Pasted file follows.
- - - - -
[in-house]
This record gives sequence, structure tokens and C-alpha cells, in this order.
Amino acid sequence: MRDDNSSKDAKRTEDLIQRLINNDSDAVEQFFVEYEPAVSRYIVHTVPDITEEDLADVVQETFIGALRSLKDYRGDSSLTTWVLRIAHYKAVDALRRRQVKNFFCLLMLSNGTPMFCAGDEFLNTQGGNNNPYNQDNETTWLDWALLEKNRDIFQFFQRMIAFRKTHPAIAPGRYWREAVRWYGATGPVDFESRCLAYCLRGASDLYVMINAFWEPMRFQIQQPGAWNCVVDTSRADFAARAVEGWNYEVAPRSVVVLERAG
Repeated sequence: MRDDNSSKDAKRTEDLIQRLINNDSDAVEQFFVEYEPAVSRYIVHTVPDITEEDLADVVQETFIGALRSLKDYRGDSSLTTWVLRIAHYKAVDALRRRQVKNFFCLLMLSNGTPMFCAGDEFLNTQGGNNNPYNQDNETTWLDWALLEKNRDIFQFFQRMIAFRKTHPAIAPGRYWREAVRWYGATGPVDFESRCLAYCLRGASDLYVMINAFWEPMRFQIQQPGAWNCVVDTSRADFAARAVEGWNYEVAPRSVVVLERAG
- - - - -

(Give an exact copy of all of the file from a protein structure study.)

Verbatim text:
[in-house]
This record gives sequence, structure tokens and C-alpha cells, in this order.
Amino acid sequence: MRDDNSSKDAKRTEDLIQRLINNDSDAVEQFFVEYEPAVSRYIVHTVPDITEEDLADVVQETFIGALRSLKDYRGDSSLTTWVLRIAHYKAVDALRRRQVKNFFCLLMLSNGTPMFCAGDEFLNTQGGNNNPYNQDNETTWLDWALLEKNRDIFQFFQRMIAFRKTHPAIAPGRYWREAVRWYGATGPVDFESRCLAYCLRGASDLYVMINAFWEPMRFQIQQPGAWNCVVDTSRADFAARAVEGWNYEVAPRSVVVLERAG
Repeated sequence: MRDDNSSKDAKRTEDLIQRLINNDSDAVEQFFVEYEPAVSRYIVHTVPDITEEDLADVVQETFIGALRSLKDYRGDSSLTTWVLRIAHYKAVDALRRRQVKNFFCLLMLSNGTPMFCAGDEFLNTQGGNNNPYNQDNETTWLDWALLEKNRDIFQFFQRMIAFRKTHPAIAPGRYWREAVRWYGATGPVDFESRCLAYCLRGASDLYVMINAFWEPMRFQIQQPGAWNCVVDTSRADFAARAVEGWNYEVAPRSVVVLERAG